The Materno Infantil hospital in Malaga has seen three cases of the new type of acute hepatitis of unknown origin in children so far, and all have recovered well. In two cases the illness was mild and there were no complications; the third suffered a bleeding disorder but did not need intensive care unit treatment and made good progress, said sources at the hospital.
Between 1 January and 26 May in Spain, there were 30 serious cases of this illness in children, and 24 of them were under the age of ten. None of them had had any contact with any of the others. The cases occurred in ten different regions of the country. One of the children suffered liver failure and needed a transplant.
The World Health Organization says it has recorded over 650 cases of this hepatitis in children in 33 countries, and another 100 are waiting for their diagnosis to be confirmed.
Although the cause of this illness is not known, pediatrician Juan José Díaz, a specialist in digestive illnesses in children, says there is no reason to panic. “There are serious cases of hepatitis in children every year. The number so far in Spain is not alarming and no special preventive measures are needed. When a child has symptoms, they are not going to pass unnoticed. Parents need to take them to see a doctor and he or she will decide on the most suitable treatment, as with any other hepatitis,” he says.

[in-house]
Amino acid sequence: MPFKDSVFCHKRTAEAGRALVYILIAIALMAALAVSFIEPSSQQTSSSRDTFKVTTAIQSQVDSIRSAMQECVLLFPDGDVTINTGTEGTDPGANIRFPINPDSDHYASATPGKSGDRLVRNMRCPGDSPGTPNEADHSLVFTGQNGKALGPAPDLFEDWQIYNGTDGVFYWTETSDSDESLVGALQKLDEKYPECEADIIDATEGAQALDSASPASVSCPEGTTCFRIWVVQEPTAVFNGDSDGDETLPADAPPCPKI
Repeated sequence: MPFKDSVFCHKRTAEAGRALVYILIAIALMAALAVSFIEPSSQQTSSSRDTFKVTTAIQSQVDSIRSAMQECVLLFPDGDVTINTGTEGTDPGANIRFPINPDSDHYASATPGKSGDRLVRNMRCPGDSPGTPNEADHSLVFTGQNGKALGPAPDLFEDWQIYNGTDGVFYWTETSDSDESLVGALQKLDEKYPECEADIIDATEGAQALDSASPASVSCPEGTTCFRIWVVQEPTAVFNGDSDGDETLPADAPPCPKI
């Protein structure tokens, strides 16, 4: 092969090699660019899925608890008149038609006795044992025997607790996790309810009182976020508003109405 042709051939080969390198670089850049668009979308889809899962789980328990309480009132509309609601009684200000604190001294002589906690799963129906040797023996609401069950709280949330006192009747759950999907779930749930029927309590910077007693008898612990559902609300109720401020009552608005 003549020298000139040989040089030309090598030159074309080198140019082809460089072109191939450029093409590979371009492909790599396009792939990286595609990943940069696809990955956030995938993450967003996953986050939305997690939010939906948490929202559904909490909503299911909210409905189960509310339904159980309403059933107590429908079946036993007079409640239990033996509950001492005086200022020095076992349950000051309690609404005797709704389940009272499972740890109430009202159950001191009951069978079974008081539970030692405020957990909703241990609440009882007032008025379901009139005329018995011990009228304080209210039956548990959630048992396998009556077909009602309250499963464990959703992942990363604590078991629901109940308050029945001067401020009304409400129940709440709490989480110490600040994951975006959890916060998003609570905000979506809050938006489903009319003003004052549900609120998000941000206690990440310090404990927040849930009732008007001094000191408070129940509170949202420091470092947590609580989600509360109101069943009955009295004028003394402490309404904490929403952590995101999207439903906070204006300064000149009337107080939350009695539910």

Research is being carried out into the cause of this type of hepatitis, and there is speculation that it is due to a type of virus – adenovirus 41 – as this has been detected in many young patients. However, many of them have also had Covid-19, so it could be that this hepatitis is an anomalous reaction of the immune system because remnants of the Covid virus still remain in the children’s intestine.
“The children could be infected by adenovirus 41, which in other circumstances would only be very minor, but the immune system is somehow reacting abnormally to it. But that is only one theory and there has been nothing to prove it so far,” says Dr Díaz.
The symptoms of hepatitis are non-specific: they could include tiredness, fever, digestive problems and vomiting. When there is more evident inflammation of the liver, the skin and whites of the eyes look yellow, and the urine becomes very much darker. But these symptoms do not always occur.
In serious acute hepatitis some children suffer liver failure and need a transplant, but in Spain so far that has only occurred in one case and it is not certain that the liver failure was caused by the hepatitis.